Roope Latvala

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By Carl Begai

Back in March, BW&BK was invited to attend the listening session for Children Of Bodom’s highly anticipated new album, Halo Of Blood, to be issued through their new label Nuclear Blast on June 7th. The ‘net is abuzz with reports that the band have taken a back-to-the-roots approach this time out, and while it may seem that way on the surface, turns out Halo Of Blood is so much more than a rehash of a successful formula. For those that have written off the Hate Crew as having their best years behind them, Halo Of Blood will be a a pleasant surprise for some, a kick in the nuts for others.

We sat down with keyboardist Janne Wirman and drummer Jaska Raatikainen following the initial run-through of the new album.

COB new

BW&BK: Making the move from Universal to Nuclear Blast seems like a logical step considering you were on Spinefarm/Nuclear Blast at the start of the band’s career. Was moving to a smaller label a case of feeling lost in the shuffle on a big roster of artists?

Janne: “The first three albums were just licensed to Nuclear Blast, so we didn’t really have that much of a relationship with them, but we’re excited about the move. We had a great relationship with Spinefarm, but Spinefarm got sold to Universal as you know, and when a major label takes control of a smaller label things don’t always go as planned. Little by little it started to be a sucky deal for us, so when our deal ended with them we started shopping around for a new deal. A lot of labels made offers, but in the current market when major labels are going down anyway, it was a good decision to go with an independent metal label that is also the biggest metal label in Europe.”

Jaska: “Everybody always says we were a Nuclear Blast band because of the licensing deal, and the first tours we did were Nuclear Blast festival tours. Still, we knew the people involved so it was nice to come to this label. As Janne said, it was a logical decision.”

BW&BK: Alexi (Laiho/vocals, guitars) is and always has been the songwriter in this band, but there has to be more that one guy involved in the creative process for a band to be around for 15+ years. Did the rest of the band have more input on Halo Of Blood compared to the last few records?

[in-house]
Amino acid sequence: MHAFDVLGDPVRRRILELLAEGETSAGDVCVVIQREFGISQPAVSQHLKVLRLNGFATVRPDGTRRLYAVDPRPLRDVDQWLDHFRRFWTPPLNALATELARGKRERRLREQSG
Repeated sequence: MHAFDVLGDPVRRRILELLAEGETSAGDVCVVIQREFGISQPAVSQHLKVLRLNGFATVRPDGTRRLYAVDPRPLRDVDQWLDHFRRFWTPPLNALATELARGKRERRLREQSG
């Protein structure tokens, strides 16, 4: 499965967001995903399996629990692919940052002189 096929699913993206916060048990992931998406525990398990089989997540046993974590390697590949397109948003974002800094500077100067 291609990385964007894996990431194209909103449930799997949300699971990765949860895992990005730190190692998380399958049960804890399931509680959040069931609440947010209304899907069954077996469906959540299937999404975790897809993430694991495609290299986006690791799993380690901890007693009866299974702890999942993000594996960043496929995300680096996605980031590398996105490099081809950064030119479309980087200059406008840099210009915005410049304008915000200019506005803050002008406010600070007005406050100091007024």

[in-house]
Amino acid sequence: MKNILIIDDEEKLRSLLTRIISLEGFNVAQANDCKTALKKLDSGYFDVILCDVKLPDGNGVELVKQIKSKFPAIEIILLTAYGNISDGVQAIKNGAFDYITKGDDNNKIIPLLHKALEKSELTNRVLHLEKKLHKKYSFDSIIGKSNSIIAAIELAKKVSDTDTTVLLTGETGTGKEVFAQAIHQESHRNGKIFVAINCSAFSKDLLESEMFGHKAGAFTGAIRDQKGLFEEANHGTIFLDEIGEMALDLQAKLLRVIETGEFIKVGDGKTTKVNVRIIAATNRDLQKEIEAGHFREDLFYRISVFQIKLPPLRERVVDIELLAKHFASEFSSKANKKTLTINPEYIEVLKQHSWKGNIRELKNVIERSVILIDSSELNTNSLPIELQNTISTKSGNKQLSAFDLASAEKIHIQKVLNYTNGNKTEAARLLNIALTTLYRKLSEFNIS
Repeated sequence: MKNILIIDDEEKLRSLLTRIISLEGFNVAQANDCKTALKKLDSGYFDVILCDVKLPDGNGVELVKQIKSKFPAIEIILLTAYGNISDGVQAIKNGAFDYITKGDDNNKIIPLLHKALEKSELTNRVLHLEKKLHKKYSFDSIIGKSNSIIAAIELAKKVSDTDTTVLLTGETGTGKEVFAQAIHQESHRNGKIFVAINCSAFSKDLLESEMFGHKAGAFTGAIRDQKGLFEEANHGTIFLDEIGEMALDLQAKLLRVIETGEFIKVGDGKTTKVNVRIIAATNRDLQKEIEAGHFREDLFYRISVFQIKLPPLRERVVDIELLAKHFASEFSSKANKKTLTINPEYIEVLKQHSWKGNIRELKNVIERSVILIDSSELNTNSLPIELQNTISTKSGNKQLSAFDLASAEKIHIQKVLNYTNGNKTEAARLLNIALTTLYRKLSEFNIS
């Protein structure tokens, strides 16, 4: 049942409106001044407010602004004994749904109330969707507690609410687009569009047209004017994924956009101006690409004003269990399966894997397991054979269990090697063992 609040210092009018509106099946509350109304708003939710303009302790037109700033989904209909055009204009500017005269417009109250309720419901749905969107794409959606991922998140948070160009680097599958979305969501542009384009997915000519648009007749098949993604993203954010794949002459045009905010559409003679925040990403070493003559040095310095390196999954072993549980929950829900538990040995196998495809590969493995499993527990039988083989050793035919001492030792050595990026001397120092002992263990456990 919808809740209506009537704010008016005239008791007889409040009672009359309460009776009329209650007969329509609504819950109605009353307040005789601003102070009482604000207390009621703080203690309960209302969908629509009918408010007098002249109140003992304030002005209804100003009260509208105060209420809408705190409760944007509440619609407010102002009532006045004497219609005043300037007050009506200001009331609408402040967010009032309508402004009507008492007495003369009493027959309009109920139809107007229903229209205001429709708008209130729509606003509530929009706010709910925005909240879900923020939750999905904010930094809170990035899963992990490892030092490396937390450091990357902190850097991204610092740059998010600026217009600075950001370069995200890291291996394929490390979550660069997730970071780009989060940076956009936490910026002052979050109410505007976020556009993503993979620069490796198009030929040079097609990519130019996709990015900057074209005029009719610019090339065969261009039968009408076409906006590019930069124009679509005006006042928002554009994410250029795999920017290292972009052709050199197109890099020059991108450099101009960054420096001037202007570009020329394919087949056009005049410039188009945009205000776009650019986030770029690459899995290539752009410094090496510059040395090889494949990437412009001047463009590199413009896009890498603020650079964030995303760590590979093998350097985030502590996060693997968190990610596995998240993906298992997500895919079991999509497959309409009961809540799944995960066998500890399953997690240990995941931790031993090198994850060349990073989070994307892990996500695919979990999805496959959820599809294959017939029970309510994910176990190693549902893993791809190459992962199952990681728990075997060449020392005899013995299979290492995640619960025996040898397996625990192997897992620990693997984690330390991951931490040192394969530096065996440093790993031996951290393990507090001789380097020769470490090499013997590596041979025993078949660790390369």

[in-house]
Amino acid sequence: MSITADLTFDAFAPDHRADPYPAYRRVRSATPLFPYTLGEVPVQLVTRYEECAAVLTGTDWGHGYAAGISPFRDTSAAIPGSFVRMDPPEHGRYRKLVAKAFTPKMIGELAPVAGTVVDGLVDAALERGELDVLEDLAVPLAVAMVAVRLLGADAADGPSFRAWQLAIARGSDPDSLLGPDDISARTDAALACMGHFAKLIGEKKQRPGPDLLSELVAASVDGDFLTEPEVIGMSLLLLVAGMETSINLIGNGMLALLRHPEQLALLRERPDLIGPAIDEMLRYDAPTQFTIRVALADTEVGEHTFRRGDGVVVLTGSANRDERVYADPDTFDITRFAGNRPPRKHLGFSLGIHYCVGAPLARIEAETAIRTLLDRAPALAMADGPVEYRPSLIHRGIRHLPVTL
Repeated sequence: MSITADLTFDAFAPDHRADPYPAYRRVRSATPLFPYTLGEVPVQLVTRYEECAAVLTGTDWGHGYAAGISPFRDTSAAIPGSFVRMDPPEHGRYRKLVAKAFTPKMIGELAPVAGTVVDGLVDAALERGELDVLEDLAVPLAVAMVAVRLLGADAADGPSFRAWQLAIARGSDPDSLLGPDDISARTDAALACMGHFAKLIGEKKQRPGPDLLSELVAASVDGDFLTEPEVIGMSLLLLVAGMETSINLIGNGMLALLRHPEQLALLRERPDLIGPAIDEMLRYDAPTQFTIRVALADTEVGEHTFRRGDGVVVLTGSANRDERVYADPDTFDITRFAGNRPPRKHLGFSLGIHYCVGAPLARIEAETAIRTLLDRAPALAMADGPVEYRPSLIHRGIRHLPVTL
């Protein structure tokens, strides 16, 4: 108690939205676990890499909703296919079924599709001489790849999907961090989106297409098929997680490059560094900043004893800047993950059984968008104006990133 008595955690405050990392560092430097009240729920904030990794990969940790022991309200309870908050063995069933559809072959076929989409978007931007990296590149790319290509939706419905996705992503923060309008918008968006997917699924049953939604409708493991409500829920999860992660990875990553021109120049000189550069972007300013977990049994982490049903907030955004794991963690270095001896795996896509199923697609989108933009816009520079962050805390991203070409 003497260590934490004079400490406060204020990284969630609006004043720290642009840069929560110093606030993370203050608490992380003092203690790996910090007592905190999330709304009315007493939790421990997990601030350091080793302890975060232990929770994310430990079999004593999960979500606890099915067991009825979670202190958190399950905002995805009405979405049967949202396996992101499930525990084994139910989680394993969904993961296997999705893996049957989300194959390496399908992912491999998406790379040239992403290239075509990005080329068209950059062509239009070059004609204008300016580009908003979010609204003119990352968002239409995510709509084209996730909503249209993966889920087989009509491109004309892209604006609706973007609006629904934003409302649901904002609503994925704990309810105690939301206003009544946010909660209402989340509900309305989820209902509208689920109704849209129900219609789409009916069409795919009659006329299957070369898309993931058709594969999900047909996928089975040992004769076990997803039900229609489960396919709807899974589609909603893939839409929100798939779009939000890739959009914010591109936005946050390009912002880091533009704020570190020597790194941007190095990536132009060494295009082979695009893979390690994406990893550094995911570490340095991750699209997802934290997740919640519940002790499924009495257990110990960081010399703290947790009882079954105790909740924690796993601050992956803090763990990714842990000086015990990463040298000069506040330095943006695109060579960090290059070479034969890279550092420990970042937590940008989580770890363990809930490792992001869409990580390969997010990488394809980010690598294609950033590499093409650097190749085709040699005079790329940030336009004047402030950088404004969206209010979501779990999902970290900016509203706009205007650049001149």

Janne: “Maybe the whole band’s arranging of the songs had even a little bit more to say this time. Alexi is the musical director, he’s composing the music, but we played around with ideas more this time. We tried different things and experimented a lot. I think we spent more time arranging these new songs together than we ever have in the past.” Continue Reading

By Carl Begai

Children Of Bodom frontman Alexi Laiho is equally recognizable as a vocalist and a guitarist. With that in mind, during our recent interview for BW&BK (found here) about the band’s new album, Relentless Reckless Forever, we sidestepped from the standard Q&A about how much he and the band shred and kill to discuss a few guitar related odds and bits…

For starters, Laiho’s gives axe-slinging partner in crime Roope Latvala his due. He makes it clear Latvala is an integral part of Children Of Bodom even though he’s often overshadowed – in the press, at any rate – by Laiho and keyboardist Janne Wirman. Nobody should underestimate Latvala’s contributions to the Bodom soundtrack, because even though Laiho plays musical director, he isn’t about to start ordering around the former guitarist of the legendary Stone, a band he idolized.

“(Laughs) Exactly. Roope’s the kind of guy that obviously knows how to play, so he brings his own twisted ideas of letting music out to the table. He’s always coming up with crazy ideas and half the time it’s like, ‘Dude, what’s going on in that head of yours?’ (laughs). The other half of the time he has these crazy and ingenious ideas.”

In recent years Laiho used some of his rare downtime to film instructional DVD material for Rock House. Basically, a Shred-Like-Laiho video handbook for the serious musician.

“I’ve done two of those Rock House DVDs,” he says. “I’ve done guitar clinics before, so it’s not like it was a new situation for me to do things from a guitar teacher’s point of view, but the first DVD was kind of awkward because I had a script to follow. Sometimes I had to make them stop shooting and do another take because they were making me say stuff that just didn’t sound like me. Stuff I’d never say (laughs). There’s a lot of cool stuff in there and it’s worth checking out, but I pretty much had to play along with it. I haven’t even seen the damn thing but if felt kinda weird. The second DVD, I think it brings out my real personality more.” Continue Reading